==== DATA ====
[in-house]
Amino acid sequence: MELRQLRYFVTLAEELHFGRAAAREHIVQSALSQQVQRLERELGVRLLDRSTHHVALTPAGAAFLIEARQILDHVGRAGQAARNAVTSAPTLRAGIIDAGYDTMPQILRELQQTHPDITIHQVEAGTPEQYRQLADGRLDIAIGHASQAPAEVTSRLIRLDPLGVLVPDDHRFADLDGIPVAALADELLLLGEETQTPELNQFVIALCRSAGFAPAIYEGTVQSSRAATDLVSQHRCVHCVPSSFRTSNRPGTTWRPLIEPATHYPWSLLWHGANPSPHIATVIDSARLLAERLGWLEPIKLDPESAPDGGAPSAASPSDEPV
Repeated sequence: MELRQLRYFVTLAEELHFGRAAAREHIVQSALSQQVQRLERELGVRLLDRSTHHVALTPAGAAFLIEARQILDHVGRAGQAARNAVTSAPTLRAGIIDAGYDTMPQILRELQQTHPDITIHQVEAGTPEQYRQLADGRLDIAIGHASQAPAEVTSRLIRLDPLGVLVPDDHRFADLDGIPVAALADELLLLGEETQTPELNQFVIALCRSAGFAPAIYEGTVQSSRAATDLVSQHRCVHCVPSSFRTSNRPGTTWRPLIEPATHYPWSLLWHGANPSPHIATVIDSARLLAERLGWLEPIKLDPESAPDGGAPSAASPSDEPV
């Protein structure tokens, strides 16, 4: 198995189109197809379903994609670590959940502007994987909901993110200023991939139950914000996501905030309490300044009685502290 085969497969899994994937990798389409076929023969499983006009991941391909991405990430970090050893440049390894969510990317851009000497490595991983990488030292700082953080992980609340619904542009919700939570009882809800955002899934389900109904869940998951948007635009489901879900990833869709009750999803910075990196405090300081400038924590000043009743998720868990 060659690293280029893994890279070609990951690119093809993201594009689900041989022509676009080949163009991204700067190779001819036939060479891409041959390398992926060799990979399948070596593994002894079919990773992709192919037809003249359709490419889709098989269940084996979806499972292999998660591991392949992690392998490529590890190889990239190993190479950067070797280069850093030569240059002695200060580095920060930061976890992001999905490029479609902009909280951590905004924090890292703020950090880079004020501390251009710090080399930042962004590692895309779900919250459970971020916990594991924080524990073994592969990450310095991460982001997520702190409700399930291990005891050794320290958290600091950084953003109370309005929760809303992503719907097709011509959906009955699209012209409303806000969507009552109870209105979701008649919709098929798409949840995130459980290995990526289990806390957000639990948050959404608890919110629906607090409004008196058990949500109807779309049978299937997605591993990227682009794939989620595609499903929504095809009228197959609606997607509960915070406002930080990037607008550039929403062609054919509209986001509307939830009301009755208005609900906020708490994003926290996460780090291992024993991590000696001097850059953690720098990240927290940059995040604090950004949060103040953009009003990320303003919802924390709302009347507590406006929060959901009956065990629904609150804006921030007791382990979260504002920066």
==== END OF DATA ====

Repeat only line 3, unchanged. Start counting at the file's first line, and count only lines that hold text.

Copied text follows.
Repeated sequence: MELRQLRYFVTLAEELHFGRAAAREHIVQSALSQQVQRLERELGVRLLDRSTHHVALTPAGAAFLIEARQILDHVGRAGQAARNAVTSAPTLRAGIIDAGYDTMPQILRELQQTHPDITIHQVEAGTPEQYRQLADGRLDIAIGHASQAPAEVTSRLIRLDPLGVLVPDDHRFADLDGIPVAALADELLLLGEETQTPELNQFVIALCRSAGFAPAIYEGTVQSSRAATDLVSQHRCVHCVPSSFRTSNRPGTTWRPLIEPATHYPWSLLWHGANPSPHIATVIDSARLLAERLGWLEPIKLDPESAPDGGAPSAASPSDEPV